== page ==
Having suffered partition at her independence, India inevitably did not support the United Nations partition plan for Palestine in 1947. India extended recognition to the State of Israel in September 1950 and established diplomatic relations in 1992. India gave diplomatic recognition to Palestine soon after it was announced.
Since the establishment of respective embassies in New Delhi and Tel Aviv in 1992, relations between India and Israel have progressed rapidly. Trade between the two countries increased from about $200 million in 1992 to nearly $1 billion in 1999. Diamonds account for nearly 60 percent of India’s exports. Indians have always admired the way Israel has made the desert bloom. It was, therefore, natural for areas such as drip irrigation, greenhouse technology, floriculture and horticulture to receive particular attention in the development of bilateral relations. Officially, a number of agreements have been signed providing a legal framework for trade and economic exchanges. An Air Services Agreement signed in 1994 enabled the two countries to establish direct air links. There have been several ministerial visits in either direction and the president of Israel paid a state visit to India in 1996.
India and Israel have had useful exchanges in the field of science and technology. There is, however, absolutely no substance to the reports, mischievously carried in Arabic media from time to time, that India has helped Israel in the nuclear field. India is strongly committed to not exporting any nuclear-related technology to any country. In any case, Israel is known to have developed its "bomb in the basement" well before India’s nuclear weapons tests in May 1998.
The two countries do have ongoing and expanding cooperation in the defense field. The chief of the Israel’s air force visited India in January 1998 and the chief of India’s air force reciprocated in Israel two months later. In September 2003, Amos Yaron, director general of Israel’s Ministry of Defense, held talks in India on co-production and procurement of defense equipment and systems. The talks centered on imports of aircraft-mounted aircraft, co-production of unmanned aerial vehicles (UAVs) commonly known as drones, and installation of electronic warfare systems. Substantial defense deals were negotiated during Prime Minister Sharon’s visit to India in September 2003.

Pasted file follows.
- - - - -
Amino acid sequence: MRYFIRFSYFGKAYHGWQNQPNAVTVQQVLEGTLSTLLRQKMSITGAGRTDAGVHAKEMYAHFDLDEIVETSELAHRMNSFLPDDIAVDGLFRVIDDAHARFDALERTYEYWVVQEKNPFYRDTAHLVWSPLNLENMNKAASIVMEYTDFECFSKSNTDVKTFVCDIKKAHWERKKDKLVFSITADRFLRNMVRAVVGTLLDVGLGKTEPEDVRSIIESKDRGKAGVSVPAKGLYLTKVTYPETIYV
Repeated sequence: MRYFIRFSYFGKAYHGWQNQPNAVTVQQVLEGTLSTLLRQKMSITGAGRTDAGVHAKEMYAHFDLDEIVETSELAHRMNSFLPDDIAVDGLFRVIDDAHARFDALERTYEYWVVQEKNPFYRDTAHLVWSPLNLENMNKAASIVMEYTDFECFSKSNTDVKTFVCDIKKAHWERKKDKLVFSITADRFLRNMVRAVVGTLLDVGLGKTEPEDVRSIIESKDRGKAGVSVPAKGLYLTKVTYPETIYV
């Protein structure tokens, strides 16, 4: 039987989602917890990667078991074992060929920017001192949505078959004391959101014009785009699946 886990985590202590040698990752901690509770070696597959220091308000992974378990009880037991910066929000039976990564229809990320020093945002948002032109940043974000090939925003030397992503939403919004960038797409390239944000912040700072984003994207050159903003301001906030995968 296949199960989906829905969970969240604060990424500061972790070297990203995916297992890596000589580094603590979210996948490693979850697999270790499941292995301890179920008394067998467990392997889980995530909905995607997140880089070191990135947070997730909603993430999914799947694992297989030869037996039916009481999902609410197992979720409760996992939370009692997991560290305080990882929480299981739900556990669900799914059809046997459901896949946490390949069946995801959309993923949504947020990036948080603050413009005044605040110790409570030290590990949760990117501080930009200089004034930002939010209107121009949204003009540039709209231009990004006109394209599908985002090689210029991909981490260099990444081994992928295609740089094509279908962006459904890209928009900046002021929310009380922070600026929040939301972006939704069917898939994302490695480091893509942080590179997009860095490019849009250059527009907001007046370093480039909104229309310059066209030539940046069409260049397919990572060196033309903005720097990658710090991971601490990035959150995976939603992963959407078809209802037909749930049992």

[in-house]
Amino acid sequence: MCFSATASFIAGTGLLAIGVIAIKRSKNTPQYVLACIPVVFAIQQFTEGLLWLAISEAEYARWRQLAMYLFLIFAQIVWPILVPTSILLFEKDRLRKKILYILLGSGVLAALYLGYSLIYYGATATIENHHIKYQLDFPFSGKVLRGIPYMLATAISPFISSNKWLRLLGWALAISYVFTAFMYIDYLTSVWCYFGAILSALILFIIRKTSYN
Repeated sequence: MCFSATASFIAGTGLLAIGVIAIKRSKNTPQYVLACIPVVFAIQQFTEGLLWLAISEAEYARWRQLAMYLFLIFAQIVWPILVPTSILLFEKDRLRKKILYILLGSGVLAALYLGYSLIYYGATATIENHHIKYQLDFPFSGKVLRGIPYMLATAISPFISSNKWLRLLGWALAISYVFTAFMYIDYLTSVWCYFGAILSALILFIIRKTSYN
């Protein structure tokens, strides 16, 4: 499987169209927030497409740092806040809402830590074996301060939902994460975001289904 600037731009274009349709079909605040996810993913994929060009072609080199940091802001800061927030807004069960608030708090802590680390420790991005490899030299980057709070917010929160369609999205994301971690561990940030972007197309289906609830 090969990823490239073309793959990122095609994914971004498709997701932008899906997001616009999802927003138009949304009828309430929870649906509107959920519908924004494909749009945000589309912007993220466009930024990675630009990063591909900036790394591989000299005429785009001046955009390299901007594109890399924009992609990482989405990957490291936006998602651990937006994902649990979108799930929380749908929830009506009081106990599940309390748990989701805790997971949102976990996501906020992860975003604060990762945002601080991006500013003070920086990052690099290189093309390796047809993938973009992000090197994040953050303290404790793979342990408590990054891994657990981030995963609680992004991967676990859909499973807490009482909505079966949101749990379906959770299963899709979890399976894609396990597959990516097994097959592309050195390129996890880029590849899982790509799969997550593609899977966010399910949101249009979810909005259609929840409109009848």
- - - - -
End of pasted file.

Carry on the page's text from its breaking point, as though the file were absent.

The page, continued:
The Sharon visit was highly controversial in India. Editorials in leading newspapers criticized it and political parties as well as private organizations held rallies in protest. The opposition was not so much to the visit of the Israeli prime minister per se, but to the visit of Mr. Sharon, whose name is forever associated with the massacres of Sabra and Shatilla and who, in more recent times, has incarcerated Palestinian leader Yasser Arafat in his quarters in Ramallah. Mr. Sharon was, of course, given all the honors due a visiting head of government, but the negotiations over the joint statement issued at the end of his visit were quite tough. The Indian side wanted to include a reference to United Nations Resolutions 242 and 338, but the Israeli side did not agree. The Israelis tried hard to get the Indians to share their concern over Iran’s nuclear program, but the Indian side made it very clear that relations with Iran were of great importance to India.
Strong support for the Palestinian cause has been a consistent strand in India’s foreign policy, irrespective of which political party is in power in Delhi. There seems to be a perception in some circles that the present government in India, headed by BJP leader Mr. Vajpayee is not as strongly committed to the Palestinian struggle as previous Congress governments. The Vajpayee government utilizes every available opportunity to remove such an impression. It is significant that the Indian government lost no time in denouncing and condemning the statement of the deputy Israeli prime minister, made within hours of Mr. Sharon’s departure from India, suggesting plans for killing Yasser Arafat. Mr. Vajpayee, during his recent visit to Syria in November 2003, reiterated support for the Palestinian cause.
At the popular level in India, sympathy and support for the Palestinian struggle remain strong. At the same time, the people of India, who never forget a good turn done to them by anyone and at any time, remember that it was Israel that supplied badly-needed defense material at the time of the Kargil war in 1998 when Pakistan surreptitiously attacked India across the line of control in Kashmir.
India has extremely close, historical ties with the entire Middle East region. Several million Indians are working and contributing to the prosperity of the countries in the region. A great portion of India’s energy needs come from the region. India was, and remains, vastly concerned at the developments in Iraq and has decided, despite American approaches, not to send troops to Iraq.